First-time buyer flats in Ealing from £113k:new Zone 3 shared-ownership homes in prime west London Crossrail spot

First timers who fancy period living can find it at this new shared-ownership development in Ealing. 

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Most new-build flats look, well, new. For house hunters with more of a taste for period living, a new development in Ealing might be an ideal compromise — at first-time buyer-friendly prices.

Madeley Road is a reboot of six grand Victorian Gothic villas, partly restored/partly rebuilt, and converted into 50 flats with communal gardens.

Prices start at just £113,500 for a share of a one-bedroom home.

The development, by Genesis Housing Association, has just launched and a key selling point is its great transport links. The major downside is the thundering North Circular road nearby, but there is some serious specialist glazing.

It’s got the lot: Ealing is a west London gem, with plenty of shops, good restaurants and comfy pubs — and it’s in Zone 3, with Elizabeth line trains arriving in 2019 (ALAMY)


The closest Tube station is North Ealing, a five-minute walk away, on the Piccadilly line in Zone 3. Madeley Road is also only half a mile from Ealing Broadway station, again in Zone 3, which is probably more useful as it is on the Central and District lines and will join the Elizabeth line — formerly Crossrail — in 2019, bringing fast trains to the West End and City.

The development site originally consisted of six houses, three in Madeley Road and four in Hanger Lane. The three-storey homes in Madeley Road have been renovated, while those in Hanger Lane were demolished and replaced with contemporary buildings that Neil Wilkins, marketing manager at Genesis, describes as being “in keeping” with the period homes around them.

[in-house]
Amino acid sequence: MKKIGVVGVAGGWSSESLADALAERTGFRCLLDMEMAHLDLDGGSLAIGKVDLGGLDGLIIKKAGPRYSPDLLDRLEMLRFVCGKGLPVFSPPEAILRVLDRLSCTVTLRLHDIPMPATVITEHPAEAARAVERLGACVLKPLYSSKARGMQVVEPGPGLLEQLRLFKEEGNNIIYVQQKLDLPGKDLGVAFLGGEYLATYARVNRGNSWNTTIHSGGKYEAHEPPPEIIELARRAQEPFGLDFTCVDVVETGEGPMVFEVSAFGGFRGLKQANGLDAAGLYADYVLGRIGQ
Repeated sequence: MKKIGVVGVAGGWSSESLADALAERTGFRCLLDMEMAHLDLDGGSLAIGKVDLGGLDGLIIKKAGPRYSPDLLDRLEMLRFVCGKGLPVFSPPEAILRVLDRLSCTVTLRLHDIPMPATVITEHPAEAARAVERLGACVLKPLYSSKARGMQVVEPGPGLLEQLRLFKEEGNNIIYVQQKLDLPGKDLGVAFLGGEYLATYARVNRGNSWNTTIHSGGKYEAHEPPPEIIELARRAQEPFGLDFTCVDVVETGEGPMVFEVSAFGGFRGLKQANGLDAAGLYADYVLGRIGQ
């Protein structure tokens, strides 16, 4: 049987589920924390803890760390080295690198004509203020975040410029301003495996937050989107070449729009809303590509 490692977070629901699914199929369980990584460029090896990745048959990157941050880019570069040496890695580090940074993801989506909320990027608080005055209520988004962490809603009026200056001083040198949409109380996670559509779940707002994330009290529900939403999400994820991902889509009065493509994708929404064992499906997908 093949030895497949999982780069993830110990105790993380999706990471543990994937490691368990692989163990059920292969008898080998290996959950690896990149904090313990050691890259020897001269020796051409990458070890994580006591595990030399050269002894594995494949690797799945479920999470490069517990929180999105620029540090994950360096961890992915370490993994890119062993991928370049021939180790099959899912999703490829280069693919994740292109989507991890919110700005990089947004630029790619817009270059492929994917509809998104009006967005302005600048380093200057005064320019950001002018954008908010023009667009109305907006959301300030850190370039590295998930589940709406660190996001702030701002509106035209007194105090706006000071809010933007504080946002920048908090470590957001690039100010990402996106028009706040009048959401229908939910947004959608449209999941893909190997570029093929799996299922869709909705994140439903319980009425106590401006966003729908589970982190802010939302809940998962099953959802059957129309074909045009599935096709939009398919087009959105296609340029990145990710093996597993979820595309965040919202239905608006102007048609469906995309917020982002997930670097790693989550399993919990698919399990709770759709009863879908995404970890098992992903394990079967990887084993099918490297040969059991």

“We didn’t want to just rip off the Victorian style, but they won’t stick out like a sore thumb,” he says. Inside, the look is contemporary and the spec is high, with engineered wood floors and granite work surfaces.

The entry price of £113,500 will buy a 25 per cent share of a one-bedroom flat with a full market value of £454,000. Buyers will need a 10 per cent deposit of £11,350, and monthly costs will come in at about £1,474, including £780 rent, £97 service charge and mortgage of £597.

A 25 per cent share of a two-bedroom flat starts at £147,000. Buyers will need a £14,700 deposit. The monthly costs are estimated at £1,898, including rent of £1,011, service charge of £114 and mortgage of £773.


Priority will go to those already living or working in the borough of Ealing, and there is a maximum household income threshold of £90,000. The first tranche of homes will be ready to move into this autumn, with the remainder completed early next year.

Architectural historian Nikolaus Pevsner famously described Ealing as the “queen of suburbs” and it is true that its wide, leafy streets, plentiful green space, comfy pubs and shopping centres make it an easy place to live.

But the big compromise of Madeley Road is its location on the corner of busy, congested Hanger Lane which forms part of the dreaded North Circular. This means a level of traffic noise pretty much 24/7 and a long, slow haul for drivers trying to get anywhere at peak times.

Wilkins concedes this is fair criticism but says the flats are installed with specialist glazing, bedrooms are placed at the back of the building, and prices at Madeley Road reflect the blight of the adjacent North Circular.

First-time buy: a one-bedroom flat with high ceilings and period features in Queens Walk, close to Pitshanger Park, is available through Sinton Andrews (020 8012 3959), price £390,000. The compromise is the 25-minute walk to the nearest Tube station, Hanger Lane.


Past: Uxbridge Road, just beside Ealing Common, was once a well-known trade route in and out of London — and a popular haunt for highwaymen.

Future: the proposed regeneration of Ealing Broadway includes a music venue; a “leisure space” which could include a cinema; new shops, and almost 200 flats.

Trivial pursuit: Ealing Studios is still in operation, and the “downstairs” scenes from Downton Abbey were filmed there.

What it costs: the average property in the W5 postcode costs £687,249, up from £612,279 in the last year — an increase of almost 12 per cent.

Landmarks: surprisingly grand Ealing Town Hall, with its spire and stained glass.

Art Deco: the stunning Hoover Building in Western Avenue now houses a Tesco (Alamy)

Eat: a giant stack of buttermilk pancakes at Limeyard in Ealing Broadway. Add some banana and it counts as one of your five a day… probably.

Drink: a cocktail at Charlotte’s W5 in the Dickens Yard development.

Shop: there are plenty of shops around Ealing Broadway, although it is a bit too heavy on charity shops.

Walk: 47-acre Ealing Common is just half a mile away.

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